How do you find the experience of Brian’s  campaigns compared to when it’s yourself that is up for election?

I suppose in some ways it’s easier, because you have a smaller area to cover compared to the General Election.

The issues sometimes can overlap between local and national issues on the doors. It’s great when people recognise the work you have done, it certainly helps when canvassing.

And in some ways it’s a bit more nerve wrecking if it’s for yourself . But I do try to enjoy it and I make every effort to get to as many doors as possible, to allow the public engage with us. I also try to make the most of it never taking the public for granted.

Brian Stanley with family member at the first day back in the Dail earlier this year

Would you like to be a General Election candidate at some stage down the line?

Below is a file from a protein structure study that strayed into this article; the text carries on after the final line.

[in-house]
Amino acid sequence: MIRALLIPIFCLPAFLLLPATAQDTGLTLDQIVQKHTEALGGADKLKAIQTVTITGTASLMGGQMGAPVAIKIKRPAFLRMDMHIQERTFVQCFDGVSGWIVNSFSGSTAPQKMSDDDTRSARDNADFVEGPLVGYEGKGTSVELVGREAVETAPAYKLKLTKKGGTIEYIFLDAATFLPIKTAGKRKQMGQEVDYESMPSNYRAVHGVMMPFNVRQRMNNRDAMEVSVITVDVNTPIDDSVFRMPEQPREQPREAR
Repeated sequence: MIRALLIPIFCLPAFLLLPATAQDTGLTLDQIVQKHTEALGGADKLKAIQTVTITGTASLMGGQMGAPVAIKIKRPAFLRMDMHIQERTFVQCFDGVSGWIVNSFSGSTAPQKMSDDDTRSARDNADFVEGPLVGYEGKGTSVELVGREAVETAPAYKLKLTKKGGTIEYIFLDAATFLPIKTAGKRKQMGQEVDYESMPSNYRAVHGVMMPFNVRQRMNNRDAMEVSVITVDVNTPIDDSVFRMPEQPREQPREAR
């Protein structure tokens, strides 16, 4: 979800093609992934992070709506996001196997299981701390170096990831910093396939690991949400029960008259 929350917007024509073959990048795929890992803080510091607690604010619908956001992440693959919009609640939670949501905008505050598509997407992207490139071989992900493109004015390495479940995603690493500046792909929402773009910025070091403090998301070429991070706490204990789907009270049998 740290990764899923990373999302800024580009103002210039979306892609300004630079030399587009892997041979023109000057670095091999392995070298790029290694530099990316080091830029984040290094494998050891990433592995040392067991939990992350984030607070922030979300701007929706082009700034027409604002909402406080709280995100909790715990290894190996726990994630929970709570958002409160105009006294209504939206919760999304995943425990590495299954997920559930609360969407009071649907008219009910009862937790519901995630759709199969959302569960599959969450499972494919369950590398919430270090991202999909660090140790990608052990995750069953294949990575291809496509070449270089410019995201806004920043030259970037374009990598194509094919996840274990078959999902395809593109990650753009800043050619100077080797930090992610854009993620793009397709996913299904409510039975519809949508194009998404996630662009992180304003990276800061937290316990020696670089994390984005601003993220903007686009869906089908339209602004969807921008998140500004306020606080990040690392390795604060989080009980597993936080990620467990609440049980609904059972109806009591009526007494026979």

If someone had told me when I was 17 that I would go on to be a proud Sinn Fein Councillor I would have said ‘no way not me, you must be mad’.

I have no ambitions to be a TD (but) I believe we need to put our best foot forward by putting the right candidate forward  – be it a man or women. So on that note I won’t say never never.

Sinn Féin have been very vocal about being excluded from Government formation talks. How do you think the next couple of years in Irish politics will play out? Will Sinn Féin’s growth continue? Or has this been a lost opportunity to get into power?

I don’t see it as a lost opportunity for Sinn Fein. FF and FG have spent years trying to keep SF out of power – it’s a bit like trying to stop the tide from coming in.